inside you. so then you get to days four through seven. and at this point many patients decline sharply. that's when you start vomiting and having diarrhea. your vascular system, your blood vessels network, it's being attacked from within. your blood vessels are weakened and may be leaking. that can also get you very low blood pressure. so days one to three, symptoms that may be like the flu, days four to seven will generally be much worse than that. but still, all the while, while that's happening, the virus is still inside you, still replicating, still making more of itself and still doing its work inside your body. and yes, some people fend it off. with the worst of the vomiting and the diarrhea, they say people can be losing 10 to 20 liters of fluid per day. 10 to 20 liters every day. with intensity supportive care, even a very symptomatic patient in some cases can be supported through that.
they can be kept hydrated even as they're losing 10 to 20 liters of fluid. their vital systems can be supportive enough to keep the patient from going into shock, from starting to have their organs be unable to function. sometimes people's immune system is strong enough and the supportive care is effective enough and people can recover and make it through. but sometimes not. right now worldwide more people than not do not make it through. but if you get through the first three days and that's like a flu, then days four through seven, much worse, losing all these body fluids. if you get through all that and you get to days seven through ten of symptoms, that, honestly, when you're just a layman looking at this stuff and not a doctor or health worker who is experiencing these things and experienced in seeing people like this, just reading a description of what it takes to care for somebody or witness somebody going through this. when you get to what's going on in day seven through ten, honestly, that is when it sort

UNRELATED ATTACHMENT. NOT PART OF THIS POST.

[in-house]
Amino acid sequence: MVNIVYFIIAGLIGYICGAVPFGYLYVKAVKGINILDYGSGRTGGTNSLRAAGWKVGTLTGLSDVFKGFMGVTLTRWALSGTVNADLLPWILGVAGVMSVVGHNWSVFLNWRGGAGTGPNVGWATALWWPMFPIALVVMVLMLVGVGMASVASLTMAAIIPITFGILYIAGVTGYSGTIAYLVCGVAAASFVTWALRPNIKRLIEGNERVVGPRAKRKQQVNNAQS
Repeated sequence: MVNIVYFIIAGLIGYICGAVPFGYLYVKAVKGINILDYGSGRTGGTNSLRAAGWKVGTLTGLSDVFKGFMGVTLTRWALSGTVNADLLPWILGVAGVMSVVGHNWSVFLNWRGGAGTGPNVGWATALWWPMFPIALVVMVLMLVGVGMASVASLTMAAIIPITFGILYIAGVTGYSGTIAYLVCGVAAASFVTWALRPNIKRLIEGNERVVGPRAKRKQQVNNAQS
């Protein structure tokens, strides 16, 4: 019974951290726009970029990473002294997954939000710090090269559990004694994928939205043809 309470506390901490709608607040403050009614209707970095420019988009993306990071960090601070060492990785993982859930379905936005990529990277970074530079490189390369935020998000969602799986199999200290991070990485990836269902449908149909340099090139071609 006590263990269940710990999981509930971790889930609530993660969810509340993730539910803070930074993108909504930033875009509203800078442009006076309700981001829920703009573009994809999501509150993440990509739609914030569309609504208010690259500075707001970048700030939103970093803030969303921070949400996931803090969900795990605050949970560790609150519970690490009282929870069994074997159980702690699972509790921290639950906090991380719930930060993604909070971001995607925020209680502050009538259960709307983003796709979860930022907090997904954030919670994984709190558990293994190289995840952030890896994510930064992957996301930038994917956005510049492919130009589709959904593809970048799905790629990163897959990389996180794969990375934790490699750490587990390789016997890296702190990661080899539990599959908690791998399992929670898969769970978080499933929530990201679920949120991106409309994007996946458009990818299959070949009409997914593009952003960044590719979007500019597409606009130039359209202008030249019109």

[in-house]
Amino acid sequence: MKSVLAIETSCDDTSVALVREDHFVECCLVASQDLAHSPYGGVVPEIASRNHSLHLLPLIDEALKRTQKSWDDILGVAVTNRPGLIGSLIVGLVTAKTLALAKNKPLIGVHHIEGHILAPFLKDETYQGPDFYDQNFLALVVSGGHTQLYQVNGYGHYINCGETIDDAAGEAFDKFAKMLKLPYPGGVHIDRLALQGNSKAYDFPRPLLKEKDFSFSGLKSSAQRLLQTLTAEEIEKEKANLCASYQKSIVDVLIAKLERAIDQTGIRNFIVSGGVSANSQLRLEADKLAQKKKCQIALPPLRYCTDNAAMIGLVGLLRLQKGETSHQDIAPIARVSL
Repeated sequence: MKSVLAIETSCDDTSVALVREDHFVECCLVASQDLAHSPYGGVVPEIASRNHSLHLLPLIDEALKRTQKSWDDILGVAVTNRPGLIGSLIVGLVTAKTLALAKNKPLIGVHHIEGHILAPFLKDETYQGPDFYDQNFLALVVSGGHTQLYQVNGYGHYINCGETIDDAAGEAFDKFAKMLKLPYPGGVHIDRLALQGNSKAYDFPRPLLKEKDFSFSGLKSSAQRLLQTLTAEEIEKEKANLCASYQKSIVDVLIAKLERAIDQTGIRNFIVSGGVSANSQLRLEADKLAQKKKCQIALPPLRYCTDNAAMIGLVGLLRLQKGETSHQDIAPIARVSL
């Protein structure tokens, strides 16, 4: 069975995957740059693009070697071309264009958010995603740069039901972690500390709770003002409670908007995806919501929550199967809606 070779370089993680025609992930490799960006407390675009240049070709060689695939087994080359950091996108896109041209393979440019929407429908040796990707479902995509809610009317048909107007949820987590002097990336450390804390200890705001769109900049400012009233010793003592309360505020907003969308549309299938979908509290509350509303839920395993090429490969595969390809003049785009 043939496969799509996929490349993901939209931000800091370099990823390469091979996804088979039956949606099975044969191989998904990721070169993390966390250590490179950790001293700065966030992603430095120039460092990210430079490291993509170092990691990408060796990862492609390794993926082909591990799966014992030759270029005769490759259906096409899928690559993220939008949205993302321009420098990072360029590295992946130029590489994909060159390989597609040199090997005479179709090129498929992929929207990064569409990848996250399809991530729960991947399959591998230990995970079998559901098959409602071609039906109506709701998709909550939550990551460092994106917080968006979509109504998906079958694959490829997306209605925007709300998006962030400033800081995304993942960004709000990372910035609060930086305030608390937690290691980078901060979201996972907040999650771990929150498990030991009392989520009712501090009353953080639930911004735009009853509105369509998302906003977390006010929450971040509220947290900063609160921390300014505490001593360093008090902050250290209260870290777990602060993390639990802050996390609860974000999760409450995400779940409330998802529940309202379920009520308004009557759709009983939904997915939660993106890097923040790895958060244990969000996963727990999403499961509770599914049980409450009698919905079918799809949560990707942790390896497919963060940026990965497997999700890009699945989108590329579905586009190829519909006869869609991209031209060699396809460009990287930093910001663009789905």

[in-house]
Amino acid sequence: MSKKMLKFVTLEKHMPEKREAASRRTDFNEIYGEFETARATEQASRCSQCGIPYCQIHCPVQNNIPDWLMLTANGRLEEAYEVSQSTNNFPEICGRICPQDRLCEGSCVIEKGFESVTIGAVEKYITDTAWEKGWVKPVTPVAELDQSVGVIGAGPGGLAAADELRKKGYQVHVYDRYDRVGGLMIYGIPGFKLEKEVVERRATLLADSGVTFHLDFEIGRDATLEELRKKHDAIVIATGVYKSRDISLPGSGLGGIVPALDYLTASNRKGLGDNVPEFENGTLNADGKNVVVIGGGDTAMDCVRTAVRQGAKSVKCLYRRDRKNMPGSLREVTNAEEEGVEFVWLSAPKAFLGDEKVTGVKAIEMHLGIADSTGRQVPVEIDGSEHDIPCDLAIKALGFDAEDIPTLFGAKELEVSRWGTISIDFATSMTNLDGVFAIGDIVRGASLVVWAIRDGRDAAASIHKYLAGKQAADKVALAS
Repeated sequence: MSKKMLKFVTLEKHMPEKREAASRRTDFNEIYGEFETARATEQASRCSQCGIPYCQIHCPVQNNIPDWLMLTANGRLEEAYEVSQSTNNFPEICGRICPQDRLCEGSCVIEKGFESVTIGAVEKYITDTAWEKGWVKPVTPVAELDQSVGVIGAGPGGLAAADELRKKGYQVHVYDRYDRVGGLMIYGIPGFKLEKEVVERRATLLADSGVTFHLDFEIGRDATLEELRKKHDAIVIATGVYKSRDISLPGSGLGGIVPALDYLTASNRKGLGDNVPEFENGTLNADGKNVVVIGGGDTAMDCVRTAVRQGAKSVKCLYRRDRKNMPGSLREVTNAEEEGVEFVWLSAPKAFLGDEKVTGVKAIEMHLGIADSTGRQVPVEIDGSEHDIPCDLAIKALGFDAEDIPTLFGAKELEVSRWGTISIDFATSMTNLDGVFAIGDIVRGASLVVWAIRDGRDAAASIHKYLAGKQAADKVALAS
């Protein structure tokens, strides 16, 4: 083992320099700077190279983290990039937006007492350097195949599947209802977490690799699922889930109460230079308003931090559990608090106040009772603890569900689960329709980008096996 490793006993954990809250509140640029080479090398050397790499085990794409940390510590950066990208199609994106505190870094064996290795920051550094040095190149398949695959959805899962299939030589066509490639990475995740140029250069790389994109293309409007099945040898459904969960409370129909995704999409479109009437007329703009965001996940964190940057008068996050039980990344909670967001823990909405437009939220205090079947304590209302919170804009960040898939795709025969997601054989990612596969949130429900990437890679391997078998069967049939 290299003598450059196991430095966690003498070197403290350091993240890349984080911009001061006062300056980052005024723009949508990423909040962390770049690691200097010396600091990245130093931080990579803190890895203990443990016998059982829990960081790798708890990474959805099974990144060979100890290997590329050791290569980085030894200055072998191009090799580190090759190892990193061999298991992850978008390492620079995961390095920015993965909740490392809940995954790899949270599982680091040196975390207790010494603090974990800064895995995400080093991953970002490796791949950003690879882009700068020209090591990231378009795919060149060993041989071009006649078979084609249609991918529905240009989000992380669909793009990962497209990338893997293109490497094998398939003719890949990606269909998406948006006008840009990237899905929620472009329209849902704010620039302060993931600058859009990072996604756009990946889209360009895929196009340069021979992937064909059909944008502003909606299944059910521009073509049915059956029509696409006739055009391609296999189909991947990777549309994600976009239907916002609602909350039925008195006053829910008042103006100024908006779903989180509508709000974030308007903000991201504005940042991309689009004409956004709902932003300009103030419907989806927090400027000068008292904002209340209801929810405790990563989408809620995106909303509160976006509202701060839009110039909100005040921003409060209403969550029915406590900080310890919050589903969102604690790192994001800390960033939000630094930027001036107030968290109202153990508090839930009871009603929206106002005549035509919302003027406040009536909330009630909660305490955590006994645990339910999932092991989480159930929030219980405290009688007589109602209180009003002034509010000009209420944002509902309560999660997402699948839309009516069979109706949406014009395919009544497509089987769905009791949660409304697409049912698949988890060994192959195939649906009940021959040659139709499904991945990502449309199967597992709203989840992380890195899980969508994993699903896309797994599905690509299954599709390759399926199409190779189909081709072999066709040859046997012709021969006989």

of just feels like all hell is breaking loose. it's hard to imagine the human endurance it takes to witness this let alone survive it. but in day seven through ten of symptoms, and this is true of all viralfever, but right now we're dealing with ebola, what happens in days seven through ten of symptoms can be profuse internal bleeding, can also be profusion external bleeding. your blood vessels, your whole vascular system is basically under attack. it's dissolving. it's under systemic attack. blood vessels are falling apart. externally you can bleed from your eyes, mouth, rectum, your nose, you can bleed from the puncture sites. right, if you have been getting supportive care while you're going through these things that are incredibly dehydrating, that means you have iv lines and catheters in you. those puncture sites from the iv and the catheter, those are
place from which you may start bleeding profusely. with that vascular system becoming that permeable, that porous, that hurt, basically, people can get extremely low blood pressure. your blood vessels are all leaking. people's organs can be impaired to the point of failure. there can be whole body swelling, severe confusion on the part of the patient, bleeding under the skin. large amounts of fluid in between the skin and the rest of the body. and there are people who survive ebola even after going through terribly traumatic symptoms, but otherwise at that stage what happens after you've gotten to that point in your body has sustained that much it's shock and coma and death. and even still then in the immediate aftermath of death, the virus is still inside you, still replicating for as long as it can, still doing more work, still posing at that point a very acute risk to people who come in contact with your body